Our thoughts and prayers are with all the folks affected by Hurricane Sandy on the east coast. As I write this I am watching the news, which includes considerable coverage of the storm's extensive impact. It clearly devastated millions of people, and the news also interviewed many of them. I found it interesting that every single person on the news tonight said, "I need," or "We need," and asked for something from their neighbors, countrymen or government. Not one person said thank you to the National Guard, cleanup crews, or individuals handing out supplies during the news segment. It was much the same last night. One man was at a loss that his two homes were both affected. No said how they were going to rebuild, but rather how with enough help they would rebuild. I realize this doesn't represent the entire population, but it seems to be the general response of most towns, neigborhoods and people the media has come across.
I couldn't help but think back to this summer, and the weather related disasters that occured closer to home, including the over one million acres burned by wildfires in Montana, Wyoming and South Dakota. These fires consumed homes, generational businesses, livelihoods, livestock, and took numerous people's lives. These people also dealt without power and other modern conveniences, for weeks in some cases, in the middle of a record breaking hot summer As with the hurricane, they will take years to recover from.
One surprisingly common response to my posts by people who live in eastern, more urban areas of our country was that mother nature was taking back what was rightfully hers, and what had been mismanaged for too long by people like my family. To say it politely, such disrespectful and uninformed comments were frustrating, irritating, and hurtful. I can't help but wonder if those people feel mother nature did the same thing in their backyard, but find it doubtful they would respond the same way about their own home, possessions, businesses, animals and family members.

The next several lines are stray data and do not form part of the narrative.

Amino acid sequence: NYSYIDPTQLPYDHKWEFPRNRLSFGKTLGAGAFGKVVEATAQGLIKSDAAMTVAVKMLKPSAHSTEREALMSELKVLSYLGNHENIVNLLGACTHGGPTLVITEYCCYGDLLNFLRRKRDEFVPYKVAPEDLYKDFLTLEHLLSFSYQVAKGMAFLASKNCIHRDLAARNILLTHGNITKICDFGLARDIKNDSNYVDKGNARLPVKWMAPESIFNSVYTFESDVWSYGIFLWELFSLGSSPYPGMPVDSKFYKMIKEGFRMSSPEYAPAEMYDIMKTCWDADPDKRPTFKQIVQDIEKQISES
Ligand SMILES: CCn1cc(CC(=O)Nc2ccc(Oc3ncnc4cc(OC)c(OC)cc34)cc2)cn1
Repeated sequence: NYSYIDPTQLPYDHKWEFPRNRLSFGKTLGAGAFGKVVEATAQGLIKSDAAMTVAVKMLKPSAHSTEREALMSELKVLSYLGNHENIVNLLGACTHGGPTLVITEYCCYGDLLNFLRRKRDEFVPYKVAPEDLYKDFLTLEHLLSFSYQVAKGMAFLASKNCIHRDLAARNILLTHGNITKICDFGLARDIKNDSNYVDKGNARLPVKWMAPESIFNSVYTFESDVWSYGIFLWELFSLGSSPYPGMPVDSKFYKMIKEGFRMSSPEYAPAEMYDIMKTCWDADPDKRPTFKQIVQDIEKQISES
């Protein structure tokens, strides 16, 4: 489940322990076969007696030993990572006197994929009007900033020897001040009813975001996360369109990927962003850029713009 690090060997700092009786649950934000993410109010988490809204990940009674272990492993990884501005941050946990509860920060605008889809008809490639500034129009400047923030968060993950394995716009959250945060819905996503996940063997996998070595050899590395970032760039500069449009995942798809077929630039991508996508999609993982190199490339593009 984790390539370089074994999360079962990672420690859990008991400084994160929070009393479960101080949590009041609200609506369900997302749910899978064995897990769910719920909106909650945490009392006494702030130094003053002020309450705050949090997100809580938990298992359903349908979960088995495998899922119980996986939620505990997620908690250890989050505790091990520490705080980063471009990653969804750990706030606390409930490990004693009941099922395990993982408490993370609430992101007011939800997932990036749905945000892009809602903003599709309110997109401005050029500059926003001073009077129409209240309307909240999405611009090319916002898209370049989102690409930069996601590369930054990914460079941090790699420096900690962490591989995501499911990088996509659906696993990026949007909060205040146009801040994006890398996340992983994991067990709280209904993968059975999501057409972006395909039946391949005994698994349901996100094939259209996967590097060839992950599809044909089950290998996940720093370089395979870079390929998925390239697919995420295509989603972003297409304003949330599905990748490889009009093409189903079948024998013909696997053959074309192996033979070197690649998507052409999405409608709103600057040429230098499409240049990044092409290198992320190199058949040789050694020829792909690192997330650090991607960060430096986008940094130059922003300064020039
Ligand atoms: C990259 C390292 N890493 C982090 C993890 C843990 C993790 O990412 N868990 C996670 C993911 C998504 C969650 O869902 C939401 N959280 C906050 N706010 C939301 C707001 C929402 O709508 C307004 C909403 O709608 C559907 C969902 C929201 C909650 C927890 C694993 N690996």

I also interviewed a lot of people affected by the western fires, and every single one of them began by giving heartfelt thanks to God, followed by thanking friends, neighbors, firemen, strangers and anyone else that had helped and aided in putting the fires out and rebuilding afterward. Each one also stated that they would rebuild, and help those around them rebuild. No one asked for anything but prayers.
I find the contrast in our country concerning, and very noticable in light of the multiple weather related incidents that have affected various parts of the U.S. in the last year. We are all keeping the east coast in our prayers out here in the west. But, we're also well aware of the implications of their response in comparison to our own. This isn't a difference that is going away anytime soon either, and that is also very concerning.
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